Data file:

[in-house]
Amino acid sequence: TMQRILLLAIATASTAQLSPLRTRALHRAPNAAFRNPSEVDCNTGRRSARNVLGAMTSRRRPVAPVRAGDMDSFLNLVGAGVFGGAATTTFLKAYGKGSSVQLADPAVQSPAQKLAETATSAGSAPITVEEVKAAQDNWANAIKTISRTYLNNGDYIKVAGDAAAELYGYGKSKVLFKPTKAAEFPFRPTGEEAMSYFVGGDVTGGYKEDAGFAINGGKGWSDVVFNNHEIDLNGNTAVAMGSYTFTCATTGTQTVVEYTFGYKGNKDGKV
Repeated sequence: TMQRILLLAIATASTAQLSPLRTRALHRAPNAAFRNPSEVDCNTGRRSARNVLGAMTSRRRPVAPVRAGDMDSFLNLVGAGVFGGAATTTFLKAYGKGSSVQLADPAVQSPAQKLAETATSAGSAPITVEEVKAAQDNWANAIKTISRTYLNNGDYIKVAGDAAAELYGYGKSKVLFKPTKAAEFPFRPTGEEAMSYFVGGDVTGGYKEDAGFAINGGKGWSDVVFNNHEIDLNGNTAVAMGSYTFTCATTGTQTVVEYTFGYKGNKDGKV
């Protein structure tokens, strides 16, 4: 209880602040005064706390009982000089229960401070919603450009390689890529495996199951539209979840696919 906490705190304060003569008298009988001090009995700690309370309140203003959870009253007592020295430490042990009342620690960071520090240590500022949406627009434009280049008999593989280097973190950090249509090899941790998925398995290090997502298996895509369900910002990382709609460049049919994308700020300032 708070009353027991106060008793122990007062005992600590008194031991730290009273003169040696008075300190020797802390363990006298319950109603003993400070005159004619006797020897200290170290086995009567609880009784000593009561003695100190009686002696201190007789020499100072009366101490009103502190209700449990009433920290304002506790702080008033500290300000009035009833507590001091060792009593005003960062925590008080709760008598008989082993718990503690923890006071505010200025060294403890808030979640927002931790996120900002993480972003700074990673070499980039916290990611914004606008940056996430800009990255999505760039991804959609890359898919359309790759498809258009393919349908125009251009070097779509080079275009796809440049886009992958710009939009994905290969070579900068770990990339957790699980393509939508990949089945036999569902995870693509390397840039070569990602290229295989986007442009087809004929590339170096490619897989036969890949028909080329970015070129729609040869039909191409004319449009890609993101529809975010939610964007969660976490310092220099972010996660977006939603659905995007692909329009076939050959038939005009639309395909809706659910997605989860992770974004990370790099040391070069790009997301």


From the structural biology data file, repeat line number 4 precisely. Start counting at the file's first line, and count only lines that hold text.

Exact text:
């Protein structure tokens, strides 16, 4: 209880602040005064706390009982000089229960401070919603450009390689890529495996199951539209979840696919 906490705190304060003569008298009988001090009995700690309370309140203003959870009253007592020295430490042990009342620690960071520090240590500022949406627009434009280049008999593989280097973190950090249509090899941790998925398995290090997502298996895509369900910002990382709609460049049919994308700020300032 708070009353027991106060008793122990007062005992600590008194031991730290009273003169040696008075300190020797802390363990006298319950109603003993400070005159004619006797020897200290170290086995009567609880009784000593009561003695100190009686002696201190007789020499100072009366101490009103502190209700449990009433920290304002506790702080008033500290300000009035009833507590001091060792009593005003960062925590008080709760008598008989082993718990503690923890006071505010200025060294403890808030979640927002931790996120900002993480972003700074990673070499980039916290990611914004606008940056996430800009990255999505760039991804959609890359898919359309790759498809258009393919349908125009251009070097779509080079275009796809440049886009992958710009939009994905290969070579900068770990990339957790699980393509939508990949089945036999569902995870693509390397840039070569990602290229295989986007442009087809004929590339170096490619897989036969890949028909080329970015070129729609040869039909191409004319449009890609993101529809975010939610964007969660976490310092220099972010996660977006939603659905995007692909329009076939050959038939005009639309395909809706659910997605989860992770974004990370790099040391070069790009997301």